Apple Inc. is battling with five of Australia’s banks that are seeking to negotiate collectively with Apple for access to its mobile payment technology. Over the last several months, the banks have complained Apple is not permitting access to mobile payment technology.
Commonwealth Bank of Austrailia, National Australia Bank, Westpac Banking Corporation, Adelaide Bank and Bendigo have applied to the Australian Competition and Consumer Commission (ACCC) seeking approval for collective bargaining in negotiating with Apple.
In a submission to the ACCC, Apple gave reasons why the ACCC shouldn’t enable the banks to collude. It said a cartel would give the biggest banks more of the financial market.
Apple said it does not restrict its partners from developing their own iOS apps. It said every major Australian bank has an iOS banking app and that two provide mobile payment wallets on iOS and other platforms.
Apple said it has tried but failed to negotiate terms with each of the applicant banks except one, which has not been willing to sign a confidentiality agreement. Apple said it cannot offer Apple Pay to the banks’ customers without the banks agreeing to terms with Apple.
Because the banks have resisted engaging with Apple for the past two years, collectively negotiating will further entrench the banks’ position by ensuring that all of them can only advance in lockstep with the slowest, least willing member, Apple argued.
The banks would know they can hold out without the threat that one of their competitors will introduce Apple Pay for their customers. This competitive dynamic, which the banks want to avoid, would benefit Australian consumers, Apple claimed.
If the Commission permits the banks to negotiate with Apple as a collective group, the banks will not agree to offer Apple Pay unless: 1) Apple permits the banks to charge consumers fees for using Apple Pay; 2) Apple offers direct access to its NFC radio; and 3) Apple agrees to “security” guidelines drafted by the applicant banks that apply only to third-party wallets and not the applicant banks’ mobile payment apps.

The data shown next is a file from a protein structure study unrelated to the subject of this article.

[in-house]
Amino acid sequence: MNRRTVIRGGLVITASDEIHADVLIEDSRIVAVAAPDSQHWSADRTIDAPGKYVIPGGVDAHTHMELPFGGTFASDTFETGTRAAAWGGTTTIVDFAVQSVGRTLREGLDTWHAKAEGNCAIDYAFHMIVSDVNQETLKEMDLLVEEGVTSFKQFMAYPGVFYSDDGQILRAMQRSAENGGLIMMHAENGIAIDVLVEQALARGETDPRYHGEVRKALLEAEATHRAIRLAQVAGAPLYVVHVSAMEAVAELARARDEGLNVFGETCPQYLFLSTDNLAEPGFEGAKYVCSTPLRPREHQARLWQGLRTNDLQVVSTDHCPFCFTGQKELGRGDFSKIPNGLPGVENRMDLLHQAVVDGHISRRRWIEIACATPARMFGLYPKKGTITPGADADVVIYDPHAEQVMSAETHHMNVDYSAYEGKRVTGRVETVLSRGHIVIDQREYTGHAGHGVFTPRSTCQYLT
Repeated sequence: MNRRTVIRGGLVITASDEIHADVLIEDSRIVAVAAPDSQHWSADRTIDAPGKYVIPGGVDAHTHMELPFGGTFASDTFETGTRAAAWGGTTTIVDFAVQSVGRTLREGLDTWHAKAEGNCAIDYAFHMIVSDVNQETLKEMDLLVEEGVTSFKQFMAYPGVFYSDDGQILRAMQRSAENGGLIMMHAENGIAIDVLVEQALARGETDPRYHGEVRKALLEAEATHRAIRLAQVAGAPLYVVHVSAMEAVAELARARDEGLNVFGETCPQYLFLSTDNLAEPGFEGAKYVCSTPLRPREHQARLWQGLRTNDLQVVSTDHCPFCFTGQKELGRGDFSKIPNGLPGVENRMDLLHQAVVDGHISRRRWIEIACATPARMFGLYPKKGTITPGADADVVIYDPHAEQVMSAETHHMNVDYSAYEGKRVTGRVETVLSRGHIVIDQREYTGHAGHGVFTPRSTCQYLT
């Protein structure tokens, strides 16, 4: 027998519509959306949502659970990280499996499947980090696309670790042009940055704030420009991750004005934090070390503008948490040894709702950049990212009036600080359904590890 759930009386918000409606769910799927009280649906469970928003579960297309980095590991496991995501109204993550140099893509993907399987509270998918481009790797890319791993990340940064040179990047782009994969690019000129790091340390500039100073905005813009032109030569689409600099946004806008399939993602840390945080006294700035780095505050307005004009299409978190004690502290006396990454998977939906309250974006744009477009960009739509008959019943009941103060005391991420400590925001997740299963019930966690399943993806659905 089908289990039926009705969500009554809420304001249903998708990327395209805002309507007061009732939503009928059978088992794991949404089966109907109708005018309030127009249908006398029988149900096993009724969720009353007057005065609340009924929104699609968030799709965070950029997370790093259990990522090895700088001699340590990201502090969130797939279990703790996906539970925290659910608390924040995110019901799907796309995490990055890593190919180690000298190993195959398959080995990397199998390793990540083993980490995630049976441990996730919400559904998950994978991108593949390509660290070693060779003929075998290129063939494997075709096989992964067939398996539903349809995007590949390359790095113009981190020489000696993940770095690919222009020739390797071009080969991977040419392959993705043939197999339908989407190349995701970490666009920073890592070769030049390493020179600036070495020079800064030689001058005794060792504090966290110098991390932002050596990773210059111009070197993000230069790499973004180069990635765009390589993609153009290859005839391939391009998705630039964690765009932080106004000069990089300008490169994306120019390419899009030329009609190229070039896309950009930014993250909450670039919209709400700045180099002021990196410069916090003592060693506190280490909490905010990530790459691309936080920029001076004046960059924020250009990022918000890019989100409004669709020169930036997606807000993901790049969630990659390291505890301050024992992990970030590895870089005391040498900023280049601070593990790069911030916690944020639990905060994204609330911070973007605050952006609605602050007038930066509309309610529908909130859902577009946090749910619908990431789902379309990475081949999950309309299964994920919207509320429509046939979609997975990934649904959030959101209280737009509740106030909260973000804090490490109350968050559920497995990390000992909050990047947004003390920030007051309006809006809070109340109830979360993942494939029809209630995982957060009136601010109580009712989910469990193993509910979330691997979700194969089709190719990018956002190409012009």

Apple said it cannot agree to the terms since they undermine the availability, privacy and security customers expect when using Apple devices.
The only effect that the collective bargaining could have is to further delay or undermine Apple Pay’s expansion in Australia, Apple noted. This will stifle new competition in digital presentment methods and retail banking services by stifling the incentive for existing players to develop new solutions that compete with Apple Pay.
The fact that the banks have requested a three-year period of authorization suggests that they are mainly focused on creating barriers for Apple Pay and other third-party wallet providers.
Apple does not believe the banks can substantiate any public benefits that they say could arise from the “boycott.”
Australian consumers will benefit from the evolution of new technologies, as well as the introduction of further innovations by the banks which piggyback off the benefits already available through Apple Pay and other digital wallet solutions.
Apple anticipates that, absent collective negotiations, Apple and some individual banks not currently offering Apple Pay are likely to reach agreements to bring it to their customers. Many of these banks would also offer their own mobile wallet solutions through iOS and other platforms.
This, in turn, will lead to further innovation, not only among third-party wallet providers, but among the banks themselves as they develop new and better offerings utilizing Apple Pay or other mobile wallet technologies.
Apple argued its desire to protect its own proprietary hardware is not anticompetitive.
What the banks are seeking is the right to impose a collective boycott to pressure Apple to grant them access to proprietary hardware and software.
Apple has invested significant resources developing a convenient mobile wallet with the highest available security and privacy protections. It is on this basis that Apple seeks to differentiate its mobile wallet from those offered by other providers.
Mandating access to a third party’s technology is not recognized under Australian competition law, Apple noted.
Apple’s desire to protect the integrity of its own proprietary hardware installed within its own devices is not anticompetitive. It is not “exclusive dealing” conduct to which Australian competition law applies.
Apple claims allowing the banks to control the standards for third-party wallets would, ironically, weaken security and increase fraud costs for merchants compared to what is being achieved through Apple’s and other third-party wallet providers’ solutions.
The Commission cleared Australian banks of colluding to deny banking services to local bitcoin companies in the country, CCN reported.
An investigation requested by Senator Matthew Canavan suggesting the ACCC should look into the possibility of banks colluding together to close the bank accounts of bitcoin companies resulted in the regulator concluding that the banks did no wrong.
The Australian Financial Review previously reported that 17 bitcoin companies in Australia received letters from banks saying they planned to close their accounts.
Images from Shutterstock and ACCC.
Last modified (UTC): October 31, 2016 13:51